Mar 5, 2019
Are you going on a once in a lifetime trip and want to have photos that you can share with friends and family? Then follow this article to learn the steps you need to capture the photos that you want during your travels:
You have your subject, you have your digital camera, and you want to take complete control over your photograph with the correct exposure. Whether you’re shooting portrait or landscape photography, understanding exposure is critical in order to get the best in-camera shot possible. Simply put, exposure is light striking a sensor (or if you’re going old-school, a frame of film). Having good exposure can make or break an image so is critical to get right. You control exposure with three parameters: Aperture, Shutter Speed and ISO.
This is what’s called the Exposure Triangle:By adjusting the exposure settings, we can change our exposure to make the image brighter or darker. It’s important to be in manual mode in order to have more control over these settings and understanding them better. However, adjusting any one of these controls not only makes the image brighter or darker, it changes some other aspects of the image as well.
UNDERSTANDING DETAILS ENTAILED ON THE EXPOSURE TRIANGLE.
1. SHUTTER SPEED.
Shutter speed is the measure of time that a sensor or frame of film is exposed to light. By controlling how long you blast light into your camera, you decide how time is stopped in that final image. The difference between a hundredth of a second and a thousandth of a second can be the difference between getting an epic shot and not getting a usable image at all.Your choice of shutter speed comes down to what you want in your picture. Do you want your subject to be frozen so that you can clearly highlight areas of detail? Or do you want something more abstract, where motion blur reveals movement? Remember, fast shutter speeds mean less time for the light meter to hit the sensor, so the faster the shutter speed the less light available for the image. A slow shutter speed or longer shutter speed will have the opposite effect. If fast is necessary, then aperture and ISO are on your side to help obtain the image you desire.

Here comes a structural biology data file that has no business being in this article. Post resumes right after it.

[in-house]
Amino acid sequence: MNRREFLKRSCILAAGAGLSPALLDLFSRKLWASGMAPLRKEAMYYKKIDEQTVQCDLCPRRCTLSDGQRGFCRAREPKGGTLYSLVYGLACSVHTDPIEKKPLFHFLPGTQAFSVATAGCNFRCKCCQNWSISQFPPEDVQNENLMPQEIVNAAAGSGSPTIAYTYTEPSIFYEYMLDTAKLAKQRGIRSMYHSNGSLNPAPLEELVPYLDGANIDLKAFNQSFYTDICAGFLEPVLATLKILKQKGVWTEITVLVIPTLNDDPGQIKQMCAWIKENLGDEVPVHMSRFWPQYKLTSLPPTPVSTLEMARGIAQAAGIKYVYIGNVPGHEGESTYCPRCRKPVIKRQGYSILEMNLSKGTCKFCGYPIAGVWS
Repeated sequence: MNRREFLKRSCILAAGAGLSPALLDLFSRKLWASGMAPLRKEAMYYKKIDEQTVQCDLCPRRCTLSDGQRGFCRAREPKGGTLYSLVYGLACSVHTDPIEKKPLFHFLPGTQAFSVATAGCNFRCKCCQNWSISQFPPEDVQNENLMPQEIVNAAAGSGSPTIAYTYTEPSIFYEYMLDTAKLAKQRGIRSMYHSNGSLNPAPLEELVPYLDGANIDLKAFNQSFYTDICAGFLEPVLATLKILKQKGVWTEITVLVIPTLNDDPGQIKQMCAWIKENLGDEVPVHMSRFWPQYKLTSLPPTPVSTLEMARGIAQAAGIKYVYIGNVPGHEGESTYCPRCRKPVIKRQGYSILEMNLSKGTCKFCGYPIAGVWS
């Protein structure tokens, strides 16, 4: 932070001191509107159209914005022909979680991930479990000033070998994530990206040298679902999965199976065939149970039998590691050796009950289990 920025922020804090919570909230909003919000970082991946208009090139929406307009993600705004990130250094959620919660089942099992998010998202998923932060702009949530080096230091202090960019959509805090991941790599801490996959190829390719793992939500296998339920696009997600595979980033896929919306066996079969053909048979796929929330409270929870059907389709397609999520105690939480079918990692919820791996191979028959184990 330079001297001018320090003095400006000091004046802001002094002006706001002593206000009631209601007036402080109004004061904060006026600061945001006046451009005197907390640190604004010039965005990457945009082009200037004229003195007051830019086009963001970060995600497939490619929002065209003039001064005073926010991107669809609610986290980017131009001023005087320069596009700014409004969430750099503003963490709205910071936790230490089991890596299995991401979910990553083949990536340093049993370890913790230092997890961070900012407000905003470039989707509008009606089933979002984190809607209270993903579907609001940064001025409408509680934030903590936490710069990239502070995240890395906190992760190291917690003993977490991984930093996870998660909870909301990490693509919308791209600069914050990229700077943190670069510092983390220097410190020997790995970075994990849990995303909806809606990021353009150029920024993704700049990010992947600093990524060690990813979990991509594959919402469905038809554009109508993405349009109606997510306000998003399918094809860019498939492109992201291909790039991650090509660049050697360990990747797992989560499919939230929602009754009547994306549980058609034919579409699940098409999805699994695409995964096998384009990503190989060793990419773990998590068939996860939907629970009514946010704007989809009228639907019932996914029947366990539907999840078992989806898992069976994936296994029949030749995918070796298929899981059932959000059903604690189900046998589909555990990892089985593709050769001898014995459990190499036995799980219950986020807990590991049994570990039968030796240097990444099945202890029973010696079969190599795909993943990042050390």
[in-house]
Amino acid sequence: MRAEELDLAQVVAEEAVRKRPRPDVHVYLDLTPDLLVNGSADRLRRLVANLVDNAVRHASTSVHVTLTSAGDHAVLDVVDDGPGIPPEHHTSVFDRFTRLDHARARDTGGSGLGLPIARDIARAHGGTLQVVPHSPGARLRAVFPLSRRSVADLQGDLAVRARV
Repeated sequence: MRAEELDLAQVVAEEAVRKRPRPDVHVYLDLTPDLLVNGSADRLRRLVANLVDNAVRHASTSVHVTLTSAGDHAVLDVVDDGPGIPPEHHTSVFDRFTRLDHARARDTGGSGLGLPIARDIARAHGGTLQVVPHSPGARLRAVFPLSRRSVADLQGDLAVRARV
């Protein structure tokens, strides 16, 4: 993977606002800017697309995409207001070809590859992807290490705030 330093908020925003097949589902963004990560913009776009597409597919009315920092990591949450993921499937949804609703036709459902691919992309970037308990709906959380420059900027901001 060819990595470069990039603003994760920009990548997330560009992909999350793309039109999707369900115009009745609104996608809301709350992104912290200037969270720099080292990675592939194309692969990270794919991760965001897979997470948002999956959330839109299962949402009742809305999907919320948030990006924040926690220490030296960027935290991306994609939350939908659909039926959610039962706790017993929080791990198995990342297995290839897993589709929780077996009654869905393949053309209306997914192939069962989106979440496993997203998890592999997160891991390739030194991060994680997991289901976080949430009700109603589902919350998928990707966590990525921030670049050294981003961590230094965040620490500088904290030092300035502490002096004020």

The opening of the lens, otherwise known as the aperture, is both a technical and artistic tool for you as the photographer. By deciding:
- What lens to shoot with.
- what focal stop(f-stop) you prefer.
- How far you want to be from your subject, you'll be controlling the exposure and depth of field of the photograph.
3. ISO SETTINGS.
If you’re using film, your choice on ISO is limited to what the box of film says, but when you shoot digital photography, the ISO becomes a tool to work within exposure. ISO describes the sensitivity rating of your camera’s sensor. The sensor records the light that enters through the lens, passing through the aperture opening and moves past the shutter unit. The ISO settings can be adjusted to change the sensitivity. With higher ISOs come an increase in noise, or if using film. When you use a higher ISO (say around 1600 or 3200) the camera will capture a photo with less light coming into the camera. The lower light level is then amplified so that the final image is of normal brightness. You can use a faster shutter speed with a higher ISO in a low light scenario, at the cost of a lower image quality (due to the noise).
By understanding the exposure triangle and how shutter speed, aperture settings, and ISO work together, you can go out into the field in a variety of lighting scenarios and know how to adjust the camera settings to meet the needs of the image you want to capture.
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